On Wednesday, the big brown truck brought a Zeiss Loxia 21mm f/2.8 lens for the Sony alpha 7x cameras that I’d ordered on announcement day back in October. I tore into the package like it was Christmas. No pouch, which is OK with me, since I use the Domke wraps or climbing chalk bags, and the pouches that come with the lens just gather dust, and I never can find the right one when it comes time to sell the lens.
The lens has a nicely-made, not very large, reversible lens hood. Like most of the Zeiss Zeiss (as opposed to the Sony Zeiss) lenses, the hood is metal. I hate that. While it feels nice in the hand, it weighs more than a plastic hood, and you run the risk of damaging it if you are clumsy like me. When you drop a plastic hood like the Nikon or Sony ones, it just bounces; when you drop a metal Zeiss hood, it is likely to bend in a way that keeps you from attaching it properly. Then you’ll find out that Zeiss is not shy at all about charging big bucks for replacement hoods.
When the hood is reversed, it sticks up past the front of the lens far enough that it’s hard to put the lens cap on and take it off. So the right way to get ready to take a picture is to take the hood off, take the lens cap off, then put the hood on. When you’re ready to stow the hood, take the hood off, put the lens cap on, then put the hood on backwards. This is not the way I usually do things, but I think I’m trainable.
The aperture ring rotates through 90 degrees, which is a lot, That feels a little weird, but makes the third-stop detents pleasantly far apart. The focusing ring also rotates through 90 degrees, which, while pretty much standard for rangefinder camera lenses, is pretty tight for a mirrorless one that focuses to under a meter. The typically optimistic depth of field marks are thus jammed together. While not a crippling flaw, it seems that the rangefinder heritage of this lens is in its DNA a bit more than it should be.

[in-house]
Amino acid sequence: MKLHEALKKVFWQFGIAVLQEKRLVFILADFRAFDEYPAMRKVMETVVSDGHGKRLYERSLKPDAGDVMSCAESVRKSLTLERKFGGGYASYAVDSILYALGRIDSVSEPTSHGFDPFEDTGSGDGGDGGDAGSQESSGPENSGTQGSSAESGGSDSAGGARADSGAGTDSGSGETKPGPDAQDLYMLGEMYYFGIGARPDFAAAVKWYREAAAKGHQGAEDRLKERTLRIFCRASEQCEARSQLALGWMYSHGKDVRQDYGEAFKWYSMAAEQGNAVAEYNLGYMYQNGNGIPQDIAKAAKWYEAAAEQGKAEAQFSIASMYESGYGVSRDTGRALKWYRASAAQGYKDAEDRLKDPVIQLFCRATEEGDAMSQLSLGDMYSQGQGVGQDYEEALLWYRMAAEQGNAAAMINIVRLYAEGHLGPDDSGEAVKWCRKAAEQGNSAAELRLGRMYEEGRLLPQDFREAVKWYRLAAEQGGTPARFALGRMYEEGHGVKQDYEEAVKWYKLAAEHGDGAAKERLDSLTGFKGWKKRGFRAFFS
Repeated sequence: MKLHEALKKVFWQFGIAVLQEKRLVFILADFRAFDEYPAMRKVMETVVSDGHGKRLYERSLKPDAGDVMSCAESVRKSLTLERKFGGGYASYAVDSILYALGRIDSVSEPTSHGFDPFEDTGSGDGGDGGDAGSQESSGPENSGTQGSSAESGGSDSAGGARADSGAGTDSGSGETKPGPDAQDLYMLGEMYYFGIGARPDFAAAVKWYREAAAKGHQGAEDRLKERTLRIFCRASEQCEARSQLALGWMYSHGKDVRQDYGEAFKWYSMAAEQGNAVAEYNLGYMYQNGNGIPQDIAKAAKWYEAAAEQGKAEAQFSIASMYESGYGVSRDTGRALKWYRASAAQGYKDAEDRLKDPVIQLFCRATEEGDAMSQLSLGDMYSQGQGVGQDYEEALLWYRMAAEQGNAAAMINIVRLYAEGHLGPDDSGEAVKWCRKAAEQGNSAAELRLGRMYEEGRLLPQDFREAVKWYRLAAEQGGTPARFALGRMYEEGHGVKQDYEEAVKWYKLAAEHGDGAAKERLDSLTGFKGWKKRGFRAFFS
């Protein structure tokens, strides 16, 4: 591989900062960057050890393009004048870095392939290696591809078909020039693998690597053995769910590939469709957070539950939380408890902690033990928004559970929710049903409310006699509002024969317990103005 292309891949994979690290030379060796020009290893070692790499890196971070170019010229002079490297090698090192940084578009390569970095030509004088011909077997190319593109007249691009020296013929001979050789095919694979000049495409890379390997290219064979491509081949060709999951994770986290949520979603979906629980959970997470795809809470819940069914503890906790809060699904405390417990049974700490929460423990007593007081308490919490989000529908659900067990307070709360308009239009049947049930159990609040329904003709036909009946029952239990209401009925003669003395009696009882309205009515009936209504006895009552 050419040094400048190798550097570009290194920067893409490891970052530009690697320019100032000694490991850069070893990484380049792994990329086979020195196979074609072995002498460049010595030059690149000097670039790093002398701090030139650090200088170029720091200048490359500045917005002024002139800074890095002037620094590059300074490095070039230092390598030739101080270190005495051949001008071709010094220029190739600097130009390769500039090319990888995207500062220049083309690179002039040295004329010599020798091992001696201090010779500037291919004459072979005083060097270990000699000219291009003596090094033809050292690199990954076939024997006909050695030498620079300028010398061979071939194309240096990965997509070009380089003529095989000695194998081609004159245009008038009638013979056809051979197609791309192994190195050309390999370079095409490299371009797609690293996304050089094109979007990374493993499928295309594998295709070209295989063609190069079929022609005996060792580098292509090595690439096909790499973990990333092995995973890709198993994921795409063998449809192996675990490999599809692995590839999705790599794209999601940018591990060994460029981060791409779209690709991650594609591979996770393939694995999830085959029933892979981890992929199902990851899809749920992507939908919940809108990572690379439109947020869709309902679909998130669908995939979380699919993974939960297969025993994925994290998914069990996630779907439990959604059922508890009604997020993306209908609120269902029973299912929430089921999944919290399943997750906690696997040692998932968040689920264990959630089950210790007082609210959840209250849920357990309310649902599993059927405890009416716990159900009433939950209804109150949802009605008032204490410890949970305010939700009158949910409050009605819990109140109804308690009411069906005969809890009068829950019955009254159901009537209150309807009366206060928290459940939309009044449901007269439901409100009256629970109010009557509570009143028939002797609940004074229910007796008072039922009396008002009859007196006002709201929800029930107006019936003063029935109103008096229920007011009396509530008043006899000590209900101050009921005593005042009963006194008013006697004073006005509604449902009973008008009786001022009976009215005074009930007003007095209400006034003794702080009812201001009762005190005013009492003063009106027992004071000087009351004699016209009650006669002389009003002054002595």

There’s only a narrow piece of the lens barrel between the aperture and focusing rings, and that’s what you want to grab when you mount and unmount the lens to the body. It’s hard to do, and the fact that the mount is very stiff doesn’t make it any easier. I end up rotating the other rings so that they’re at whichever stop is appropriate ofr mounting or unmounting, but I’m a bit nervous about stressing them in that way.
I can’t say enough nice things about the way this compact 21mm lens handles on the a7RII. It’s like they were made for each other. The lens is actually too short to use the Pete Souza grip until you put the hood on it. The lens, camera, and a RRS plate (I’m not using the a7RII L plates much, just the under camera plate) fit together in a package that just feels right.
For someone who spends most of his time with third party lenses mounted to a7x cameras with dumb adapters, the convenience of a native lens is nice. Twist the focusing ring, and you get automatic finder magnification. The metadata fields are all full. Lightroom knows what lens profile to apply. Very civilized.
Yesterday was a gray day, but I still used it to compare the Loxia to the Zeiss 21mm f/2.8 ZF.2 mounted to the a7RII with a Kipon adapter. Incidentally, for the first time in my experience with Kipon adapters, the stars aligned wrong and I could quite focus to infinity wide open. Also incidentally, when I put a Novoflex adapter on the Zeiss 21 DF.2, it wouldn’t lock. That’s also the first time that’s happened to me. The Zeiss 21 has locked with every other adapter I’ve used it with, and the adapter has locked with every other lens I’ve used it with. Go figure. The inability of the ZF.2 to focus to infinity ruined the wide aperture pictures for comparison purposes, so I’m not going to show blowups to you here.
A few overall shots:
The F-mount lens vignettes a bit more, which is a surprise to me.
Still a bit more vignetting.
Pretty much the same, and the same for all the narrower apertures.
Center sharpness, with development in Lr 2015 with lens correction off, and default settings except for WB set to cloudy.
This is fine performance.
A hair sharper.
Not as sharp as f/5,6, but fine.
Really soft. I’m a little surprised to find f/22 on this lens.
In the corner. By the way, I focused in the corner for the below images, but the ones where I focused in the center look the same.
A bit soft, but definitely usable.
Pretty much the same. The sweet spot over all for this lens appears to be at f/5.6 and f/8.
Losing a bit of sharpness.
I’m impressed. Next up, a few shots from this morning, with the sun out.